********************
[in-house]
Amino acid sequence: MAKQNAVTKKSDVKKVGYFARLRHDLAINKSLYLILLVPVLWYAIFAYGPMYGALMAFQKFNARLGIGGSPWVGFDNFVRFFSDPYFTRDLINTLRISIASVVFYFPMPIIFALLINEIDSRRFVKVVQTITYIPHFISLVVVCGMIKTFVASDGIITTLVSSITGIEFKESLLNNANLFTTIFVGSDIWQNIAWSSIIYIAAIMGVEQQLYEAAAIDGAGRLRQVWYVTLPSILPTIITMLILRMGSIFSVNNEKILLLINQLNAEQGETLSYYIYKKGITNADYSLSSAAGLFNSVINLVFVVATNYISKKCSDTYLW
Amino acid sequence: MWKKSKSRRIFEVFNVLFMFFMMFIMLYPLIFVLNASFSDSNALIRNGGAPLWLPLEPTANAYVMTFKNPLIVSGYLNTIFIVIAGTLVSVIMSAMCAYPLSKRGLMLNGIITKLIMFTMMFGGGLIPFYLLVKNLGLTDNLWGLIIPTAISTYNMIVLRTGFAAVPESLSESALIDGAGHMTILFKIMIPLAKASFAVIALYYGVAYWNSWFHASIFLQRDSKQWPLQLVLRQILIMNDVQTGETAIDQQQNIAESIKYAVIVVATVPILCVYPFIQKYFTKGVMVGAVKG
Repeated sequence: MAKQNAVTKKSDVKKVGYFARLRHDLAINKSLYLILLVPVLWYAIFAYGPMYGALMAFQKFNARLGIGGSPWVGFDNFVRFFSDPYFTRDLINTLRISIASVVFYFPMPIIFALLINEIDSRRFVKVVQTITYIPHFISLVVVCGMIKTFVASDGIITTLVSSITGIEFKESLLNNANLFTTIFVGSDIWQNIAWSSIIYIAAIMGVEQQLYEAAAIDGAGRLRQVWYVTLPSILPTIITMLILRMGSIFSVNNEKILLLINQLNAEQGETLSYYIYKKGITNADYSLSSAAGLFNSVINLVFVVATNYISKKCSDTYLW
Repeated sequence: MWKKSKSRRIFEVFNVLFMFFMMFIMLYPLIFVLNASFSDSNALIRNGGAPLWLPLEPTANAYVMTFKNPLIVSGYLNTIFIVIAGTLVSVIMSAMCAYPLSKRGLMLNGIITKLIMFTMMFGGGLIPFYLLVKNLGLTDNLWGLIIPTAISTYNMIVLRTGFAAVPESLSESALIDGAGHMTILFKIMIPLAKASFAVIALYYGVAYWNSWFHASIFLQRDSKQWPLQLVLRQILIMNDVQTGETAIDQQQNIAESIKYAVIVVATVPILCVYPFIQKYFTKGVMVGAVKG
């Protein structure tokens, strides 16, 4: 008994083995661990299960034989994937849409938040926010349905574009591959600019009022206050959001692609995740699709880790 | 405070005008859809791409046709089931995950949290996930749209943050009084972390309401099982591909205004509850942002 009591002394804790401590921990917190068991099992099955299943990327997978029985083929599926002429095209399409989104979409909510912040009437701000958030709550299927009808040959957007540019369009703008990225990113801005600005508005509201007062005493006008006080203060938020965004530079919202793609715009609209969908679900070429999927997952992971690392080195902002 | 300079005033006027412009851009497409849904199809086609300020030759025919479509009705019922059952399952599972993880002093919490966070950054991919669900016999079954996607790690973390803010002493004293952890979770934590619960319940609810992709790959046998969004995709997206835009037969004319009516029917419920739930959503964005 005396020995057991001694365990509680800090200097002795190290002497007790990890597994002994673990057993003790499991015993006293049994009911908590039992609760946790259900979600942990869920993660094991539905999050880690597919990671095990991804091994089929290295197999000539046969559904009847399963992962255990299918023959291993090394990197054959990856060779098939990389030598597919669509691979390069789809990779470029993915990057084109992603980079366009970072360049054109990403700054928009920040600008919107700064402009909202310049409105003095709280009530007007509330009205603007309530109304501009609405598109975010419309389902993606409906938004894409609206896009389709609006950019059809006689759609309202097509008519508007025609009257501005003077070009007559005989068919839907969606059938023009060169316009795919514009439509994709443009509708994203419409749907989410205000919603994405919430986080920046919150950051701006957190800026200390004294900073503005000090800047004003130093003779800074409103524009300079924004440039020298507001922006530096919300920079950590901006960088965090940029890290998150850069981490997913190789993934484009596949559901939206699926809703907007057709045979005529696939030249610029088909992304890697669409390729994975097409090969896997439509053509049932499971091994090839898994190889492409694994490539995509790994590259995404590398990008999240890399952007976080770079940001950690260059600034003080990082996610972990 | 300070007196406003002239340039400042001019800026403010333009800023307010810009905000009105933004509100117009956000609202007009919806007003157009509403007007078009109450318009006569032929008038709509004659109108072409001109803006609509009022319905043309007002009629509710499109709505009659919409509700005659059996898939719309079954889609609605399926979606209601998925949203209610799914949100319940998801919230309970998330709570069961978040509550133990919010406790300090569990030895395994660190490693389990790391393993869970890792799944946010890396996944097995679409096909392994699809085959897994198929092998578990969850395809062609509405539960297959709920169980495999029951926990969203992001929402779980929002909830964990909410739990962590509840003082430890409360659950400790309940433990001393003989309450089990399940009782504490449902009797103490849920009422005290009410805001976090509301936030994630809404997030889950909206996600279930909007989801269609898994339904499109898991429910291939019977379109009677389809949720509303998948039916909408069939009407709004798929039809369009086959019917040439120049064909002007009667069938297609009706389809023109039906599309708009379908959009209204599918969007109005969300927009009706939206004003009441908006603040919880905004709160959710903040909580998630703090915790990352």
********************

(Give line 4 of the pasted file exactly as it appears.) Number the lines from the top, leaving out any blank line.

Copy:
Repeated sequence: MAKQNAVTKKSDVKKVGYFARLRHDLAINKSLYLILLVPVLWYAIFAYGPMYGALMAFQKFNARLGIGGSPWVGFDNFVRFFSDPYFTRDLINTLRISIASVVFYFPMPIIFALLINEIDSRRFVKVVQTITYIPHFISLVVVCGMIKTFVASDGIITTLVSSITGIEFKESLLNNANLFTTIFVGSDIWQNIAWSSIIYIAAIMGVEQQLYEAAAIDGAGRLRQVWYVTLPSILPTIITMLILRMGSIFSVNNEKILLLINQLNAEQGETLSYYIYKKGITNADYSLSSAAGLFNSVINLVFVVATNYISKKCSDTYLW